Intertidal Deposits Coastal Marshes

The recognition of coastal marshes as repositories of information on past sea levels goes back at least to Johnson's (1925) insight that only global sea level rise, not just the vagaries of local land subsidence, could explain the worldwide occurrence of coastal marshes (cf. Newman et al., 1980). This, together with earlier observations of Mudge (1858)—who asked the question, "whence all this mud? . . ."—and Shaler (1885) that marshes grow upward and laterally (vertical and lateral accretion) by trapping mineral sediment carried in with the tides, has led to the increasing investigation of marsh sediments as the preferred archives of regional sea level history (Stevenson et al, 1986). At present, coastal marshes are being investigated for evidence of regional changes in sea level by dating the sediments themselves and by examining faunal remains and geochemical indicators of former sea level position.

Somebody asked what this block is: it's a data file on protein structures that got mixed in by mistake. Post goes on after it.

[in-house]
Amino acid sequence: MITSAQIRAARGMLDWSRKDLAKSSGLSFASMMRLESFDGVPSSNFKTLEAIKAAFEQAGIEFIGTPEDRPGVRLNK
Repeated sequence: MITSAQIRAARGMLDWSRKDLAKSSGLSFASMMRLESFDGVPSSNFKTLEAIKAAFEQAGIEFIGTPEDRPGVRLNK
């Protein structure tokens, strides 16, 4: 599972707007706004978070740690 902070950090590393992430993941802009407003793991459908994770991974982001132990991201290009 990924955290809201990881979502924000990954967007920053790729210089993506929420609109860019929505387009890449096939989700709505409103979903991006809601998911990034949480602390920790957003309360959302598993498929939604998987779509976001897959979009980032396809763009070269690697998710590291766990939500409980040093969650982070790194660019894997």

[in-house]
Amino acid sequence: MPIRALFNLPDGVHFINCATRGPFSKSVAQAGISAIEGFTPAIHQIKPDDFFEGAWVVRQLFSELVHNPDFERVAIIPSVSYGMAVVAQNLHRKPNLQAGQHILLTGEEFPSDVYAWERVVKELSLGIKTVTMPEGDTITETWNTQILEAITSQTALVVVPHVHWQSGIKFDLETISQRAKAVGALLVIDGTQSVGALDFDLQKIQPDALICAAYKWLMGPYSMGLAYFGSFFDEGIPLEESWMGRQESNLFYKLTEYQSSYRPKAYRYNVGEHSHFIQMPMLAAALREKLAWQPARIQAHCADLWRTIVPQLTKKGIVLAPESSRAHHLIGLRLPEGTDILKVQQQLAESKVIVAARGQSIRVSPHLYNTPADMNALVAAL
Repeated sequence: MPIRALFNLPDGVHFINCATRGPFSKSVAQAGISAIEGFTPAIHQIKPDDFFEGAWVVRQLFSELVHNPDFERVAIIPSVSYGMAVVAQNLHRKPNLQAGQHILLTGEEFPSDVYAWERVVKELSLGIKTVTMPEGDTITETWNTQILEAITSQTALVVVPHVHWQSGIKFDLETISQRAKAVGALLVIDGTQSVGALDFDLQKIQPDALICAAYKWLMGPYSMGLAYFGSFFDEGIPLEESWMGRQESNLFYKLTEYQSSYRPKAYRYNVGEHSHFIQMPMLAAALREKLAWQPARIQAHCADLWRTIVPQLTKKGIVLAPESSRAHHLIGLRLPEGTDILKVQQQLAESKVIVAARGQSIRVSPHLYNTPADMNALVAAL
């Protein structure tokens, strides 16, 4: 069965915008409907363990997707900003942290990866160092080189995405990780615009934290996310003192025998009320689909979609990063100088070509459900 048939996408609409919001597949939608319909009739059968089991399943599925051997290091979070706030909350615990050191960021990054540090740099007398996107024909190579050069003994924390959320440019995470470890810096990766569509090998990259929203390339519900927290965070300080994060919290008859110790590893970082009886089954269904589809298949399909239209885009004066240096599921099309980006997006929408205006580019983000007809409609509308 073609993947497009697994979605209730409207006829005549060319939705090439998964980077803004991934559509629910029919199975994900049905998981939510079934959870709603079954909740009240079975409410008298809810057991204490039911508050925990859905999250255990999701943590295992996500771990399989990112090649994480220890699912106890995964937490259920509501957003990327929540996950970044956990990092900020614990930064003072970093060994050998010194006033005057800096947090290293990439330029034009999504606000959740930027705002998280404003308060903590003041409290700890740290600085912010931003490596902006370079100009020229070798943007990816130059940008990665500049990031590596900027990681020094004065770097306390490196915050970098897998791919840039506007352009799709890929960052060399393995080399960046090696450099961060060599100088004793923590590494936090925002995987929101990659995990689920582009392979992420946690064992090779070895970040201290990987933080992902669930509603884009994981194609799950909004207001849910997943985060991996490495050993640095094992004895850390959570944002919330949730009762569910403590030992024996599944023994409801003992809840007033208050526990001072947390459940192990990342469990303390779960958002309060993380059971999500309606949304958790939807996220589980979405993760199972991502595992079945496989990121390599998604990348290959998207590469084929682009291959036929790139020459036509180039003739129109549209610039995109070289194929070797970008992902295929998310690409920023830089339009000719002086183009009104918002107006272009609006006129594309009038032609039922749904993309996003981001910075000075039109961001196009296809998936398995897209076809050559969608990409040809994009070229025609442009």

Modern study of marsh deposits for reconstructing past regional variations in sea level began after World War II. The first sea level curves based on marsh records that are still cited today began to appear in the 1960s (e.g., Bloom and Stuiver, 1963). After Kaye and Barghoorn (1964) published their seminal paper on the autocompaction of older marsh peats, it was quickly recognized that a single marsh sediment core would no longer suffice for an accurate depiction of changes in sea level elevation over time. Essentially, because older peats collapse under their own weight, as well as lose volume from decay and dewatering, they tend to sink lower than the depth at which they formed in relation to a former sea level. The amount of collapse and subsidence of old marsh peats increases with age (i.e., depth), and although this could conceivably be accommodated by developing a functional model of age versus autocompaction, it would have to be assumed that the lithology of the peat (especially bulk density) remain unchanged over time. Unfortunately, this is decidedly not the case, as the development of the marsh produces changes in peat composition in response to temporal shifts in plants species across the marsh and the differences in sediment trapping they cause (cf. Ward et al., 1998). Moreover, these considerable obstacles to deriving any relationship of autocompaction to age can be further complicated by the occasional large quantities of mineral sediment that overwash the marsh during storms (Stumpf, 1983).